The burning question
Wow. Uh. . . Where's my mommy manual? Right. There isn't one. Damn. So I say, "Well, first of all, I don't know what the kids are saying at school, honey, but Santa does exist—mostly in your heart—but he works in many, many ways and it's up to you to believe." Then I told her about how the kids at my school were telling me there was no Santa, but then I went to the mall and saw him and knew he was real because his beard wasn't that fake white color, but a real, yellowish, pulleable beard. And I told her—again—we can all believe, or not believe, if we want to.
She didn't say much, so I'm not sure if my speech was a futile effort, or a string of masterful persuasion, or if she really wasn't listening at all because Mario Batali was smashing a pile of crawfish with a mallet, and that's probably more interesting than hearing about: blah, blah, Santa, mall, blah, blah, believe, blah, blah, blah.
I kind of hope it worked and she still believes. I believe in Santa. And always will. You know how I feel—Santa isn't one color, one person, in one state or country, he's many, many people and he brings more than one kind of present, and the best gifts are those you can't see. No one will ever take Santa away from me. I will die an old lady and still believe. So there.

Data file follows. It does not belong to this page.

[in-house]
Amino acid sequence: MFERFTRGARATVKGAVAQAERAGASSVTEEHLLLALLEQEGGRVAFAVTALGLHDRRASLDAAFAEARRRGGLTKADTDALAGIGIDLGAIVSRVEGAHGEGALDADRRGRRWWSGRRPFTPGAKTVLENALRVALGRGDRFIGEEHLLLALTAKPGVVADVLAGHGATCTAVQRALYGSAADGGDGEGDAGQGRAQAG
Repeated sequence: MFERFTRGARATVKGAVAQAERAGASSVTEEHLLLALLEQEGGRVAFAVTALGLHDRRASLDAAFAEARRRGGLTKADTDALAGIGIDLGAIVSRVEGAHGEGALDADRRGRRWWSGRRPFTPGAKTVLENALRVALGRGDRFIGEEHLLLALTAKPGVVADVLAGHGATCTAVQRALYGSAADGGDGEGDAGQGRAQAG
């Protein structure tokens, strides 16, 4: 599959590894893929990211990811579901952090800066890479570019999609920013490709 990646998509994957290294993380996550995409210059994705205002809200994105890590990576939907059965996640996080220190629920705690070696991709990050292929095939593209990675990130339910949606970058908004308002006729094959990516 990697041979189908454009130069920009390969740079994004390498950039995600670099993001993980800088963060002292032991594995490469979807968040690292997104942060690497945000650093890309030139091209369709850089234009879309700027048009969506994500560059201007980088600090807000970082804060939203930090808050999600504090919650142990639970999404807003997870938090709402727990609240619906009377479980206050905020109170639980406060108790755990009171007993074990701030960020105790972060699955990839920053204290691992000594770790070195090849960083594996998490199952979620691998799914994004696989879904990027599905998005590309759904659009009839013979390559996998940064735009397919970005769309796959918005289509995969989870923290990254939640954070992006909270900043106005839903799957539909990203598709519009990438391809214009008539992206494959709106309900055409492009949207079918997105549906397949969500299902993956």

And I hope all the Julia's out there in the world believe, too. It sucks not having things to believe in. The world is hard and cold, money is tight, people are hitting each other over the head, like Mario with that mallet, all in an effort to excrete some sort of understanding of how the world works. I think that sometimes the harder you look, the less you see. The more you try to find meaning, the less meaningful the world becomes. Magic is a simple organism. Happiness needs no explanation. It's best to leave your third eye open and your real eyes averted—just a little. Just enough for a miracle, or two, to slip in.
HO. HO. HO.